Tex-Mex is among the cuisines this area has never really done very well, and the recent spate of restaurants devoted to pumping out authentic regional Mexican cooking is only likely to make it more of an afterthought. What this low-lit, L-shaped cantina reminds us, is that done well, few meals are as festive or as satisfying. Cavo’s won’t wow you, but, aside from some service lapses, it gets almost all of the important things right—thin, crispy chips and homemade salsa; strong margaritas; a tasty tortilla soup; good fajitas; excellent chicken enchiladas. There are even a number of desserts, including the creamy-crispy cajeta, that are much better than they need to be.

Izakaya Seki, DC
Arguably the most exciting restaurant to debut this year. Hiroshi Seki and his daughter, Cizuka Seki, have fashioned a spare, intimate izakaya from a former barber shop on V St. It’s a no-frills setting that suggests a gallery and serves as an ideal backdrop for beautifully simple dishes that all but command you to slow down and focus. Hop a seat at the wraparound counter that consumes the entirety of downstairs to watch Seki, a sushi master with 50 years experience, work with grace, speed, economy and calm as he executes his repertoire with a small team of cooks: thick slices of veal-tender beef tongue with a painting of mustard-miso sauce; succulent filets of grilled mero, the Japanese term for Chilean sea bass; springy soba noodles with flakes of nori and tempura; and some of the most exquisite cuts of aji (horse mackerel) and yellowtail you’ll find.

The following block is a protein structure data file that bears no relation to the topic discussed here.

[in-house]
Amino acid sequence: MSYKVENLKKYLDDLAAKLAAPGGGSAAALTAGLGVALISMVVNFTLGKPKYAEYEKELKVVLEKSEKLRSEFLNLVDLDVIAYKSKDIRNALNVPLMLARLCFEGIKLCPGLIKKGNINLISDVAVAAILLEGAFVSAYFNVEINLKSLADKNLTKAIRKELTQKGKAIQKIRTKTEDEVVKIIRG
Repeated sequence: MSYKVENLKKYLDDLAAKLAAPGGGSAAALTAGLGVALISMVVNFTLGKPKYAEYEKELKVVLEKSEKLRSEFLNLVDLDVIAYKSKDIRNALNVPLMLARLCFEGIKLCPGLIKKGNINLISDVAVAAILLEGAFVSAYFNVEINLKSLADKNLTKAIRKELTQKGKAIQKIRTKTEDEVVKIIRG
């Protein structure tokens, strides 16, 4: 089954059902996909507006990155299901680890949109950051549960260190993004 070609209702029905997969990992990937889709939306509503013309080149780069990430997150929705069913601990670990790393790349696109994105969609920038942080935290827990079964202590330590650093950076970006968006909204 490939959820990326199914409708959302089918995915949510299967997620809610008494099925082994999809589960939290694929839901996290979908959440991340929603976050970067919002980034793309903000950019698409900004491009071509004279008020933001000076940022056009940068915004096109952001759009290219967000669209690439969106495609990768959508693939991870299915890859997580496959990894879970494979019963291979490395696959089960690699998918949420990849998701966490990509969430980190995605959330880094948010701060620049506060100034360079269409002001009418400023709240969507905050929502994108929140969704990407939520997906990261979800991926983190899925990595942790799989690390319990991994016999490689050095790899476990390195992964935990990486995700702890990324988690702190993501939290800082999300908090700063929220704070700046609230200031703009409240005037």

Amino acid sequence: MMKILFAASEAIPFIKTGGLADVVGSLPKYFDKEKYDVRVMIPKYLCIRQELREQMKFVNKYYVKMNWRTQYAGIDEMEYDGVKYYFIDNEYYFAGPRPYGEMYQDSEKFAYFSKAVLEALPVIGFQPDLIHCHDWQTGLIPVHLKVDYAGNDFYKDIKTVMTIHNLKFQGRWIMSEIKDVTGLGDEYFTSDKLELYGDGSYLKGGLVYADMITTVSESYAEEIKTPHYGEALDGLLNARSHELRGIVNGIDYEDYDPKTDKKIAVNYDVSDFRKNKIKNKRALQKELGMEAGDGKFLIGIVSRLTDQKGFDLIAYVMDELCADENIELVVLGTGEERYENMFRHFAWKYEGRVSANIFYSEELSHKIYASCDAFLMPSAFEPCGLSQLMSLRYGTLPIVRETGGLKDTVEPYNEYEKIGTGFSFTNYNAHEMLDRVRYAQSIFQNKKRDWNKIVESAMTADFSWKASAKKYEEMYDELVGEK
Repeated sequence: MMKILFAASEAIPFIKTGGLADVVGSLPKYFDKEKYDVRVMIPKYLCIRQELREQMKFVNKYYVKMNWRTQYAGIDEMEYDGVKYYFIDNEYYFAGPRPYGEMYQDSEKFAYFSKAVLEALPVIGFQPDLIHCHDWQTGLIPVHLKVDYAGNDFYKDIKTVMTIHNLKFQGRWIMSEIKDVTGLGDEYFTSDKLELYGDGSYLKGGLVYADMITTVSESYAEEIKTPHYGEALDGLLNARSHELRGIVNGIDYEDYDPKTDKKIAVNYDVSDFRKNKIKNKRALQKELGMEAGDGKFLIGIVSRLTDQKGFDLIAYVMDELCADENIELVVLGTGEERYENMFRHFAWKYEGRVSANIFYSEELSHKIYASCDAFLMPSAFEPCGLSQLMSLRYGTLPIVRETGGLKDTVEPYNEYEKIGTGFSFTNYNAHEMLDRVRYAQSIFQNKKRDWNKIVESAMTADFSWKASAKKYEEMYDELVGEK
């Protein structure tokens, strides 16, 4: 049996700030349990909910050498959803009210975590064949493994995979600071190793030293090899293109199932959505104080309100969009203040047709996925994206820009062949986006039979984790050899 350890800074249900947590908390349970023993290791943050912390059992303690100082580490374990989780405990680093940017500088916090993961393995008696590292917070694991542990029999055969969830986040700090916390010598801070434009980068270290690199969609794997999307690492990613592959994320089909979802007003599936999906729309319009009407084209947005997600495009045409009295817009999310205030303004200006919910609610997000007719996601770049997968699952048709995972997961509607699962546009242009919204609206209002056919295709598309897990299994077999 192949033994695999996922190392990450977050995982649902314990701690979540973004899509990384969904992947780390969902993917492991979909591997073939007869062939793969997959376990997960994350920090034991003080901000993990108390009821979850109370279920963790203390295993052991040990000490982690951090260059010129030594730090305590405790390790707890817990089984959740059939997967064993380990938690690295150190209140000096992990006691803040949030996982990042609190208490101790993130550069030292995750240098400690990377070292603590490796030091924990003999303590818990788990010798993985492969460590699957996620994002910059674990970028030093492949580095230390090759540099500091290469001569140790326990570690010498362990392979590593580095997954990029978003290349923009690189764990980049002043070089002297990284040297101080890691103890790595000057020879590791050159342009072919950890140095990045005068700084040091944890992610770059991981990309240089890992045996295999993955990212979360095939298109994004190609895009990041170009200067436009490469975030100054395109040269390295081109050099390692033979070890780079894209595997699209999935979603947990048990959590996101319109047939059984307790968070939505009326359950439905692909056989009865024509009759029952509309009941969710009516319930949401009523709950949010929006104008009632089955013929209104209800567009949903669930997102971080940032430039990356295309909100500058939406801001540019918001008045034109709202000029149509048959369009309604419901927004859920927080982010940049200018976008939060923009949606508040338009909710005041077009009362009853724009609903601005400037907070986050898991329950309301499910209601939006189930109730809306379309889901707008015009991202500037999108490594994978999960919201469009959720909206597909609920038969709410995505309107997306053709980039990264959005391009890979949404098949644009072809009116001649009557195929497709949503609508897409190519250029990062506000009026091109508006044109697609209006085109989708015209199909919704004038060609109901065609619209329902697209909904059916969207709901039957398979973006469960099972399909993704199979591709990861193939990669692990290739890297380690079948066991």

Blue Duck Tavern, DC
On my Twitter feed a couple of months ago, I teased the news that made a “massive and exciting leap,” then sat back and watched the guesses pour in. No one came up with the right place, and to be honest, if I hadn’t been there to enjoy it, I would never have guessed, either. Sebastien Archambault is a major talent, and without overhauling the menu or concept has given a restaurant that had slid dangerously close to irrelevance in the past year or so the kiss of life.